New Delhi: Recently, a debate has been sparked regarding the removal of certain historic photographs taken at the time of Mahatma Gandhi’s assassination on display at Delhi’s Gandhi Smriti.
The old Birla Bhavan, located on Tees January Marg in New Delhi, is known as Gandhi Smriti. It was here that Mahatma Gandhi was shot dead on January 30, 1948. Gandhi lived in this house from September 9, 1947 till January 30, 1948. The museum houses the memories of the last 144 days of Gandhi’s life.
The old Birla Bhavan was acquired by the government in 1971 and converted into a national memorial for the father of the nation, and was opened to the general public on August 15, 1973. Photographs and information regarding Gandhi’s time here and other historical events including his assassination have been collected and put on display.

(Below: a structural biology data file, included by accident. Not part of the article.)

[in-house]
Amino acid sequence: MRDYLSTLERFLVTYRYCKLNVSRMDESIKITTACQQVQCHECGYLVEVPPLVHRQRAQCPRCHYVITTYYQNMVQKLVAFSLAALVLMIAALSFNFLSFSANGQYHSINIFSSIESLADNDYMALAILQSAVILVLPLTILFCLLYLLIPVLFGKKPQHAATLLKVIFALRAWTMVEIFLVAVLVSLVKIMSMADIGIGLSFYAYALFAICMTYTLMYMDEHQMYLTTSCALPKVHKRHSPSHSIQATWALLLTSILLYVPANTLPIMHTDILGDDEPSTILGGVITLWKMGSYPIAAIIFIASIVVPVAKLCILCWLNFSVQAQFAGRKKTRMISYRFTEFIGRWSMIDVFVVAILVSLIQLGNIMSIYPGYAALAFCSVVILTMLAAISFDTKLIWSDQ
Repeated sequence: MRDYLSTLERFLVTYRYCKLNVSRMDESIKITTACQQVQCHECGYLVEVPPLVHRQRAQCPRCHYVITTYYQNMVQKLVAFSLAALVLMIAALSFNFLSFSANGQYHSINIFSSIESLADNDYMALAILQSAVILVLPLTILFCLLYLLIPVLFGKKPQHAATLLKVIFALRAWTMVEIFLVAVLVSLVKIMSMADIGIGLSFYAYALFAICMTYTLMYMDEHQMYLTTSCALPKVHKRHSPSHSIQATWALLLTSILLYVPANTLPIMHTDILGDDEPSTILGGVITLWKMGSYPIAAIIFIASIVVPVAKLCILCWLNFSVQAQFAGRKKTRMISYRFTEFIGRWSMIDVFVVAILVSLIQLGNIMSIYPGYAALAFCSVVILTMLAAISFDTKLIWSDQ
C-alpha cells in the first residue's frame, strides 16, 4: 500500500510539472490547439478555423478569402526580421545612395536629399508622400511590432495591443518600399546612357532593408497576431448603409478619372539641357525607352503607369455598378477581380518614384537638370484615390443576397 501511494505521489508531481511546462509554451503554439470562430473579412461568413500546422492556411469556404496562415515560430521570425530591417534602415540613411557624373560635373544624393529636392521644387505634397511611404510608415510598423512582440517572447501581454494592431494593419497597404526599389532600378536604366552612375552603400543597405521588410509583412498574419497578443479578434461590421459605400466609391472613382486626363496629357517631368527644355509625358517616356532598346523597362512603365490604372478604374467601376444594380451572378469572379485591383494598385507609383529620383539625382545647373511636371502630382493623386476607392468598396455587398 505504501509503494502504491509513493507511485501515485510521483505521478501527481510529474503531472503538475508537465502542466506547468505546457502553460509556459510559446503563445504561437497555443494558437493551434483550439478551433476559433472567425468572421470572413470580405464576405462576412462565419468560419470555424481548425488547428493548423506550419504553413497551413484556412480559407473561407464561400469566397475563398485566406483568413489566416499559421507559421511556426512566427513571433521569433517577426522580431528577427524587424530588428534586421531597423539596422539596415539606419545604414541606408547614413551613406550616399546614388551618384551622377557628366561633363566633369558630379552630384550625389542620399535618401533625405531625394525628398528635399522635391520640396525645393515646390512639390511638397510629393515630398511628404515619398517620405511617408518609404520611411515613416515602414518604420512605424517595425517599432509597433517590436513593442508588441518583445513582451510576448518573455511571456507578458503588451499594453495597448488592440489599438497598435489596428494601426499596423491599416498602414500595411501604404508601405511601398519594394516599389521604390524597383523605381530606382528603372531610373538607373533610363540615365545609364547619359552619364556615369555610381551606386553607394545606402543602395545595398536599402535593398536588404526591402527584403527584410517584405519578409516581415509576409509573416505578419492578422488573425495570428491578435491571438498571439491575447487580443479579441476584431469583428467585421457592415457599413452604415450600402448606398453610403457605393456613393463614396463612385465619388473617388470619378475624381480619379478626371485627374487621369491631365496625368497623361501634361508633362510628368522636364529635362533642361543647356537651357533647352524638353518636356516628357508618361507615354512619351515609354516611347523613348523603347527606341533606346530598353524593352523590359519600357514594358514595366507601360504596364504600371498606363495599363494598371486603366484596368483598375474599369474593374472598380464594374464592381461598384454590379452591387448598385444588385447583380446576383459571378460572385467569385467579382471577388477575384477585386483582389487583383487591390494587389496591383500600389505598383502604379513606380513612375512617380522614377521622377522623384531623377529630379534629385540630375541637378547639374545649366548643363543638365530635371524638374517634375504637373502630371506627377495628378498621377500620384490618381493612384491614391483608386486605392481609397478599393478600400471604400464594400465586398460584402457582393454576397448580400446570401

The controversy surrounding the removal of photographs erupted last week, when Mahatma Gandhi’s great-grandson Tushar Gandhi alleged that photographs of the Mahatma’s final moments, captured by French photographer Henri Cartier-Bresson, are now being digitised and displayed on an LED screen without captions, thus failing to provide the context and significance of these photographs.
Tushar claimed that removing the photographs was equivalent to erasing historic evidence. He said that it was like removing Renaissance paintings in the Louvre Museum in France and replacing them with digitised versions.
Shocked. The evocative photo gallery of Henri Cartier Brasson displaying the post murder photographs from the Gandhi Smriti have been removed from display on the orders of The Pradhan Sevak. Bapu’s Murderers are obliterating Historic evidence. He Ram!
— Tushar (@TusharG) January 16, 2020
Bresson took Mahatma Gandhi’s pictures almost an hour before his assassination on January 30, 1948. He also captured the common people’s grief on camera after his assassination, along with the photographs of his funeral.
The part of Birla House where Nathuram Godse opened fire on Gandhi after the evening prayer has been converted into a museum. Here, Bresson’s photographs are exhibited along with other memorabilia and photographs of Gandhi.